nce, the innocent young nun, sister James is too trusting and easily convinced while sister Aloysius is quite her opposite, calculating and always giving a wide room to doubts about people. Such use of attributes keep readers weighing the feelings and arguments of the characters and therefore the narration can be said to be very engaging.
3. The inciting incident is found on page 29 wherein sister James suspiciously checks on Miller’s locker: “She goes to the locker. She opens it, a boy’s white T-shirt. She returns it to the locker puzzled.”
5. The rising action starts from the curiosity of sister James to her telling about it to the principal which eventually raised the red flag in the older nun’s mind that led her to investigate further on the circumstances. This leads to the confrontations between the people, gaining momentum as the priest affronts his accuser.
6. The climax is the scene when father Flynn comes up against sister Aloysius and reminds her of responsibilities to which the nun replies, “I will step outside the church if that’s what needs to be done, till the door should shut behind me! I will do what needs to be done, though I’m damned to Hell!”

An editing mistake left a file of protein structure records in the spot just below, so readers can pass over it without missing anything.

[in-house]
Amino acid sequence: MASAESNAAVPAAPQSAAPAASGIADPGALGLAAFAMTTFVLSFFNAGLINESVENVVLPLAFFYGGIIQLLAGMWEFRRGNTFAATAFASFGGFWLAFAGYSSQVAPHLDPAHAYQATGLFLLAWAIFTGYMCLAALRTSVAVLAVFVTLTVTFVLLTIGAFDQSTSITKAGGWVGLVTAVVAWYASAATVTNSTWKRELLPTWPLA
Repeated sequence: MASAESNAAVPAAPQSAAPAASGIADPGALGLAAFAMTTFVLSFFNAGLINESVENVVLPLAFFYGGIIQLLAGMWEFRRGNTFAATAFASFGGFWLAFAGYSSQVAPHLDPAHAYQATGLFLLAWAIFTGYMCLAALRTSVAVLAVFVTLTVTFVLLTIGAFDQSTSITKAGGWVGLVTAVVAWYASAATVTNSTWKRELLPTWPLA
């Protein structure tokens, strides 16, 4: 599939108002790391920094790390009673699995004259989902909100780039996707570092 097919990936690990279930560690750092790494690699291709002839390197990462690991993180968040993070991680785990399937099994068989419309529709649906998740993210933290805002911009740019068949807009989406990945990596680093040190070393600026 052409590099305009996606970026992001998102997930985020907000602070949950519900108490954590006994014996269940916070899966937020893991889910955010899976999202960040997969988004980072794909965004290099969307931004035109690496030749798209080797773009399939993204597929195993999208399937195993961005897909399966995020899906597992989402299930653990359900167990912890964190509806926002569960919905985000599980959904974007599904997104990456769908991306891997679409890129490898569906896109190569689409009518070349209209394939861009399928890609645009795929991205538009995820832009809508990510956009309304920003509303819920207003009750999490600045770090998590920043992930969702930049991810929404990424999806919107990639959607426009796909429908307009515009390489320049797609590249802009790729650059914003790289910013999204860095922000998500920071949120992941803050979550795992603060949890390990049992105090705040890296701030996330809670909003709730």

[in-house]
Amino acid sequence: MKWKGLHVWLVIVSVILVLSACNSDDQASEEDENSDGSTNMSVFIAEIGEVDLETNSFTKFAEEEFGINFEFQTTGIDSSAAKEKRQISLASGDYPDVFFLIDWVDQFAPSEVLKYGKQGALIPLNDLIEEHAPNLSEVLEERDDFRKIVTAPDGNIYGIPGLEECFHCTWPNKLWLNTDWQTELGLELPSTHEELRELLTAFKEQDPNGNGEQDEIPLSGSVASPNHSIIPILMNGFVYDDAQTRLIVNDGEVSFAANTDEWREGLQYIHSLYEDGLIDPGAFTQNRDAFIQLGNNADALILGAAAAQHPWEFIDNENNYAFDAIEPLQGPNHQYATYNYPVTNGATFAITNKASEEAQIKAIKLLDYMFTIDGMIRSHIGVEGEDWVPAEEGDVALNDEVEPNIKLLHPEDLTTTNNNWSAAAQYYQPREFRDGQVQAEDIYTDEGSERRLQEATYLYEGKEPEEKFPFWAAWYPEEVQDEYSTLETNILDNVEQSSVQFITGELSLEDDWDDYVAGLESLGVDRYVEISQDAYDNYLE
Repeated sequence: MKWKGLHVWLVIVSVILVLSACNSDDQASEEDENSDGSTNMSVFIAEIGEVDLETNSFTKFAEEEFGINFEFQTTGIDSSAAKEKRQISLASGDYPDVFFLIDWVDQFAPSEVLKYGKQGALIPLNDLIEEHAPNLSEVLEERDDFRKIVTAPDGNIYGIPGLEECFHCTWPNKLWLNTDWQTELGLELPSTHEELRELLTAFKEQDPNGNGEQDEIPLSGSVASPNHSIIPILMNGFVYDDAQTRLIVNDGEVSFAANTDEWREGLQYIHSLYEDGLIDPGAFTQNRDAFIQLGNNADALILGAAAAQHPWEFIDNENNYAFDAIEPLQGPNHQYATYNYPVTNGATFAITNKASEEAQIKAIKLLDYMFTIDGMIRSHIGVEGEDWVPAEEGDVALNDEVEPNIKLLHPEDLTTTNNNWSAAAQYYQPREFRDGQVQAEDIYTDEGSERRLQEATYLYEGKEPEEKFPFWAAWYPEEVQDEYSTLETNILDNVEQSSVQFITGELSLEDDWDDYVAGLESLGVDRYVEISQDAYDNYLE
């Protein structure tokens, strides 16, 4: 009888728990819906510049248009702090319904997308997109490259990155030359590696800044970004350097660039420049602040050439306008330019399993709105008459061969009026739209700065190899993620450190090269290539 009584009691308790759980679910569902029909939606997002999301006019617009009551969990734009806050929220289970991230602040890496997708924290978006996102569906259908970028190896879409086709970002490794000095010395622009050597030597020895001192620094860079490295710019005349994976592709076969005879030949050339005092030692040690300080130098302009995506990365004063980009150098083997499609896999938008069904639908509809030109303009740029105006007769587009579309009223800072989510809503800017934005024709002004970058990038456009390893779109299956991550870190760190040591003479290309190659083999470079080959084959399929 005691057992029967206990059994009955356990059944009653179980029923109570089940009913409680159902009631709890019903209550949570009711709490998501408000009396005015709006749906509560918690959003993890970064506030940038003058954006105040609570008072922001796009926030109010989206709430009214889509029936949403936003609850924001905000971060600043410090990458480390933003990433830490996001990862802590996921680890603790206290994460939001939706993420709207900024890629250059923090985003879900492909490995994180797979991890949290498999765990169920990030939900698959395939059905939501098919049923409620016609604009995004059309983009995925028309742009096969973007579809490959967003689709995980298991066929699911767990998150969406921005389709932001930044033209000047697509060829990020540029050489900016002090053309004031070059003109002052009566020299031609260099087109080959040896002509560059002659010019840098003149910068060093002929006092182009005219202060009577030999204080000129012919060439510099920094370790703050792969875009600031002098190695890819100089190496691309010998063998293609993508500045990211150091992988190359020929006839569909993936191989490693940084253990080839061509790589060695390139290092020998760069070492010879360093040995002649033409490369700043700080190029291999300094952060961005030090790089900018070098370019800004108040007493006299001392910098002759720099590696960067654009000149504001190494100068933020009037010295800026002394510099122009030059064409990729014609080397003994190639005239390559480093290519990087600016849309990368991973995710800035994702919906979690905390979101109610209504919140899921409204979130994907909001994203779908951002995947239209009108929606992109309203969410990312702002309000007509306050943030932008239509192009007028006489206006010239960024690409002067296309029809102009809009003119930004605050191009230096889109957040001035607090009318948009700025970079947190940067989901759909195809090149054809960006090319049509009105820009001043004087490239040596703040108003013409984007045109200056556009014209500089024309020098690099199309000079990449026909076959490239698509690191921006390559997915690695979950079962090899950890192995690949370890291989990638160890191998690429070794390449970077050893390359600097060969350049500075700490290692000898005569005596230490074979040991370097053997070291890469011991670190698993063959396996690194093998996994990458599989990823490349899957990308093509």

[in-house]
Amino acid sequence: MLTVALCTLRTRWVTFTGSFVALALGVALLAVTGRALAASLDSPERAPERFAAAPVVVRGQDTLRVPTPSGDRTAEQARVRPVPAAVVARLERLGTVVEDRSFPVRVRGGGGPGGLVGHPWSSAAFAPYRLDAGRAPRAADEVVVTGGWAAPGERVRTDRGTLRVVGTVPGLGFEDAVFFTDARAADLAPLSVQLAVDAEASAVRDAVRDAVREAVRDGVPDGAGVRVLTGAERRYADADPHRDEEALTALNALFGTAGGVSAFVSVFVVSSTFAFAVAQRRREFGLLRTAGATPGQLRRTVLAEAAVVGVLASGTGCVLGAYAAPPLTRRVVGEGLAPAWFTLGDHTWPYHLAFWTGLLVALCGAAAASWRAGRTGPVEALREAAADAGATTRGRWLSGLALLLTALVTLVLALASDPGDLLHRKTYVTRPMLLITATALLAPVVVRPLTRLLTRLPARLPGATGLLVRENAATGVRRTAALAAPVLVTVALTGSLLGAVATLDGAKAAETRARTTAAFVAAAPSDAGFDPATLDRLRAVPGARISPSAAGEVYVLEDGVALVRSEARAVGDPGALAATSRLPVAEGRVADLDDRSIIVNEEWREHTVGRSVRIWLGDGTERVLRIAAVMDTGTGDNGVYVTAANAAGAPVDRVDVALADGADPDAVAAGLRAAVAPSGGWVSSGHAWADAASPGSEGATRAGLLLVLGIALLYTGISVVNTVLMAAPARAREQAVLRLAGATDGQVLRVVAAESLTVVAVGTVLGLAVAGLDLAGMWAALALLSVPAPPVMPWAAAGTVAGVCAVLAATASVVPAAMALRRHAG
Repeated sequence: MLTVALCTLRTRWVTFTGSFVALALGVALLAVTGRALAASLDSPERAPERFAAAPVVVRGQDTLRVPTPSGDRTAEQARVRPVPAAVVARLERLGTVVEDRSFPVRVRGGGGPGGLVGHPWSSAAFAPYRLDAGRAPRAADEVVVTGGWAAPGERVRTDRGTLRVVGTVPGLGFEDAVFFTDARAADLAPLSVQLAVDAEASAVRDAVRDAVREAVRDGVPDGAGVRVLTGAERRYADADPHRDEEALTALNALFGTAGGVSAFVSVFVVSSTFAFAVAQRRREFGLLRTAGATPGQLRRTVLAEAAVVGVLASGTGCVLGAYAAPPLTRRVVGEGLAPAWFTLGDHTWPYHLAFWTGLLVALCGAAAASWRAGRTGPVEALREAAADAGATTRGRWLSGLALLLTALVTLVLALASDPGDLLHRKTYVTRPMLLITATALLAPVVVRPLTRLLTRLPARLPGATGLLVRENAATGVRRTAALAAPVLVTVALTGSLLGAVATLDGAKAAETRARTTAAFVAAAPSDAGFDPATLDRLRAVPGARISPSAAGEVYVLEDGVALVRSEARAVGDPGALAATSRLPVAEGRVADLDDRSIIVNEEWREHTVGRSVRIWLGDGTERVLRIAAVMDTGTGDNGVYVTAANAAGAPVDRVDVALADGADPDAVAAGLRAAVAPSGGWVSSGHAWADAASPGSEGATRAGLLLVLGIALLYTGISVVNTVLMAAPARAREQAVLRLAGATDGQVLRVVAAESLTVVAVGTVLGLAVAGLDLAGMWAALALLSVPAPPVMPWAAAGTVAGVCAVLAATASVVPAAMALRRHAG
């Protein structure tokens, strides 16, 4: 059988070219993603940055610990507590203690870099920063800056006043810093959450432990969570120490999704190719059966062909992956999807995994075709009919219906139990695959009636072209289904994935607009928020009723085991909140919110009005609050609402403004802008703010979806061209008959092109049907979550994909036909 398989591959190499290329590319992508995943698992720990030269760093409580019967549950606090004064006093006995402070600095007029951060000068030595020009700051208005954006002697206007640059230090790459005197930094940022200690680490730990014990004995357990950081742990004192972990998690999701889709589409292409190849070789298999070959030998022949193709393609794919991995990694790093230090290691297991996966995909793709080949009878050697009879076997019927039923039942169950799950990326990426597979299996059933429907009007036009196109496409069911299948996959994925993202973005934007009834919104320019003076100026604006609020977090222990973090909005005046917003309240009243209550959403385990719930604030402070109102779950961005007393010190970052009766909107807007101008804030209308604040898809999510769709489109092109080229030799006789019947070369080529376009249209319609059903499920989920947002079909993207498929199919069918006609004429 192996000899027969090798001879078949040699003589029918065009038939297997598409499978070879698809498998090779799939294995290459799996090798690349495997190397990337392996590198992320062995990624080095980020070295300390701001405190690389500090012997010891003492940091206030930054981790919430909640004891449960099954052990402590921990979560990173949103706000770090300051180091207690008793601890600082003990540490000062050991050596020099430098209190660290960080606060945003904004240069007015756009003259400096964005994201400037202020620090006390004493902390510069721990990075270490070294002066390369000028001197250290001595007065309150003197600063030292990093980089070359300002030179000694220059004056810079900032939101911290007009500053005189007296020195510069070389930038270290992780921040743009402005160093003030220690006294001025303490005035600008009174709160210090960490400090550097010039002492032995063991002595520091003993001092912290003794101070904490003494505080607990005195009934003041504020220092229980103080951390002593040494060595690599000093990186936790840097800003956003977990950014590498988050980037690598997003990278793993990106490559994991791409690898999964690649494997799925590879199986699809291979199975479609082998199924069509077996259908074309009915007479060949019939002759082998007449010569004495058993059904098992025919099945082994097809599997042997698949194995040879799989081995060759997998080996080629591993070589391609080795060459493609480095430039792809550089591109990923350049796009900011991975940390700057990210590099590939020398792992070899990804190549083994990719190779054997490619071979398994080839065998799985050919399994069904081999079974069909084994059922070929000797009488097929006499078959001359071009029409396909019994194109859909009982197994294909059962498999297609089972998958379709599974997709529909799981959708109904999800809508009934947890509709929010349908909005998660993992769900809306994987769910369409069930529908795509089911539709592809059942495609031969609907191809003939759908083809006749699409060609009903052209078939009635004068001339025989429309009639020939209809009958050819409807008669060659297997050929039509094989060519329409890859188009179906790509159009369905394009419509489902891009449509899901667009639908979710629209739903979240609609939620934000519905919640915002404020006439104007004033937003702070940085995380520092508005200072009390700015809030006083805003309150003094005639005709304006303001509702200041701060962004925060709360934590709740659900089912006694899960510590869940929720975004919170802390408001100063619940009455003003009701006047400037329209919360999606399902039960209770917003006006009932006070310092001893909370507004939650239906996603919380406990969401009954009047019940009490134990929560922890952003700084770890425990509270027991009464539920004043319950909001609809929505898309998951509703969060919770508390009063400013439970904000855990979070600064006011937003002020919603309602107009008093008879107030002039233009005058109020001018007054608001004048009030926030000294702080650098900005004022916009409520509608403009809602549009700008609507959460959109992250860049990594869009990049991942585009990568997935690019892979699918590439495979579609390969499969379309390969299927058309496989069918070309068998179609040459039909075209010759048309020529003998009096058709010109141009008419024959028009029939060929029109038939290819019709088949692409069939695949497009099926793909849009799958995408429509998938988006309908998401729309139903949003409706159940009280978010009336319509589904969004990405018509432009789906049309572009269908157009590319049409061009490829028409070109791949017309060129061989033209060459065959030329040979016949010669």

8. The falling action starts from the time the priest sits on the principal’s chair, seemingly meditating on what transpired. Then, he announces to the congregation that he is leaving against his will to follow where the wind blows.
9. The resolution of the story clarifies that the principal did not actually call the priest’s former parish but that lie led to his resignation which to sister Aloysius, is his way of admitting his guilt.
10. If I were to adapt the play to a film, I would have made the principal really call the priest’s former parish and investigate further on him. Sure, there are protocols and limitations to what a nun can do but if only to make things right, the words the nun uttered should be put into action rather than just have them left as pure threats.